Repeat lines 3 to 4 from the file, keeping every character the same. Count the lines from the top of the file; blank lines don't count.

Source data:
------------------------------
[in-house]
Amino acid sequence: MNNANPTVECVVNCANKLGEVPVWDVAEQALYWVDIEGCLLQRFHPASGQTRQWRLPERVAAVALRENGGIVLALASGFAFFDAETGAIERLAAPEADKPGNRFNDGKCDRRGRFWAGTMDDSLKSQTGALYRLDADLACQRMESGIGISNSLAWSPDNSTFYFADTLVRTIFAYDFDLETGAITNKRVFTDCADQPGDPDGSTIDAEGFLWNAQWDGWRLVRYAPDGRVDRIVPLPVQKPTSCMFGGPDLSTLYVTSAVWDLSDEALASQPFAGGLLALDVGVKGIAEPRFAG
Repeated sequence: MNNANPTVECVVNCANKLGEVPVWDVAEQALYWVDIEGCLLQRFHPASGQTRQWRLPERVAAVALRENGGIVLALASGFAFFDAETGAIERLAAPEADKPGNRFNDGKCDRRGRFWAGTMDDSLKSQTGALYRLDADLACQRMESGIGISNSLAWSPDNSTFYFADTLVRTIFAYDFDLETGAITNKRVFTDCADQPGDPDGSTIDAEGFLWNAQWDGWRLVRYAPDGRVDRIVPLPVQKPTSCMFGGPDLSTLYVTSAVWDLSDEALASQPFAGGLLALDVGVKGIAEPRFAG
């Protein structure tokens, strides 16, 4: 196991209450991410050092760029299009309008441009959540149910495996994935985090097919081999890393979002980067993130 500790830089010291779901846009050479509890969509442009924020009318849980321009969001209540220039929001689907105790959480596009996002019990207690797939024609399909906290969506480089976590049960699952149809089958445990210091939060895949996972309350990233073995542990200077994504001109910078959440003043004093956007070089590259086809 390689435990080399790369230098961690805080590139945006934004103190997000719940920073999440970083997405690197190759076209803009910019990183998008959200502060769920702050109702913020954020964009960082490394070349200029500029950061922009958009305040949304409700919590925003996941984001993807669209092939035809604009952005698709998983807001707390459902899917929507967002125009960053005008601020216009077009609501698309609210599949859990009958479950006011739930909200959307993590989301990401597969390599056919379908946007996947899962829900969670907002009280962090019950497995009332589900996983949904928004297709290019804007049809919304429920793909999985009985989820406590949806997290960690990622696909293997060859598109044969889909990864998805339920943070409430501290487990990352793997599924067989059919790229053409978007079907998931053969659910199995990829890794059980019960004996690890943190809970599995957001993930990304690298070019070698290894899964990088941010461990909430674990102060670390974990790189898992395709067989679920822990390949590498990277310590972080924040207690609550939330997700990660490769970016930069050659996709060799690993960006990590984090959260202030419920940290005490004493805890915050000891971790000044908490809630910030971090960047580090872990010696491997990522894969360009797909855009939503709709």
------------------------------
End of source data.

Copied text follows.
Repeated sequence: MNNANPTVECVVNCANKLGEVPVWDVAEQALYWVDIEGCLLQRFHPASGQTRQWRLPERVAAVALRENGGIVLALASGFAFFDAETGAIERLAAPEADKPGNRFNDGKCDRRGRFWAGTMDDSLKSQTGALYRLDADLACQRMESGIGISNSLAWSPDNSTFYFADTLVRTIFAYDFDLETGAITNKRVFTDCADQPGDPDGSTIDAEGFLWNAQWDGWRLVRYAPDGRVDRIVPLPVQKPTSCMFGGPDLSTLYVTSAVWDLSDEALASQPFAGGLLALDVGVKGIAEPRFAG
């Protein structure tokens, strides 16, 4: 196991209450991410050092760029299009309008441009959540149910495996994935985090097919081999890393979002980067993130 500790830089010291779901846009050479509890969509442009924020009318849980321009969001209540220039929001689907105790959480596009996002019990207690797939024609399909906290969506480089976590049960699952149809089958445990210091939060895949996972309350990233073995542990200077994504001109910078959440003043004093956007070089590259086809 390689435990080399790369230098961690805080590139945006934004103190997000719940920073999440970083997405690197190759076209803009910019990183998008959200502060769920702050109702913020954020964009960082490394070349200029500029950061922009958009305040949304409700919590925003996941984001993807669209092939035809604009952005698709998983807001707390459902899917929507967002125009960053005008601020216009077009609501698309609210599949859990009958479950006011739930909200959307993590989301990401597969390599056919379908946007996947899962829900969670907002009280962090019950497995009332589900996983949904928004297709290019804007049809919304429920793909999985009985989820406590949806997290960690990622696909293997060859598109044969889909990864998805339920943070409430501290487990990352793997599924067989059919790229053409978007079907998931053969659910199995990829890794059980019960004996690890943190809970599995957001993930990304690298070019070698290894899964990088941010461990909430674990102060670390974990790189898992395709067989679920822990390949590498990277310590972080924040207690609550939330997700990660490769970016930069050659996709060799690993960006990590984090959260202030419920940290005490004493805890915050000891971790000044908490809630910030971090960047580090872990010696491997990522894969360009797909855009939503709709």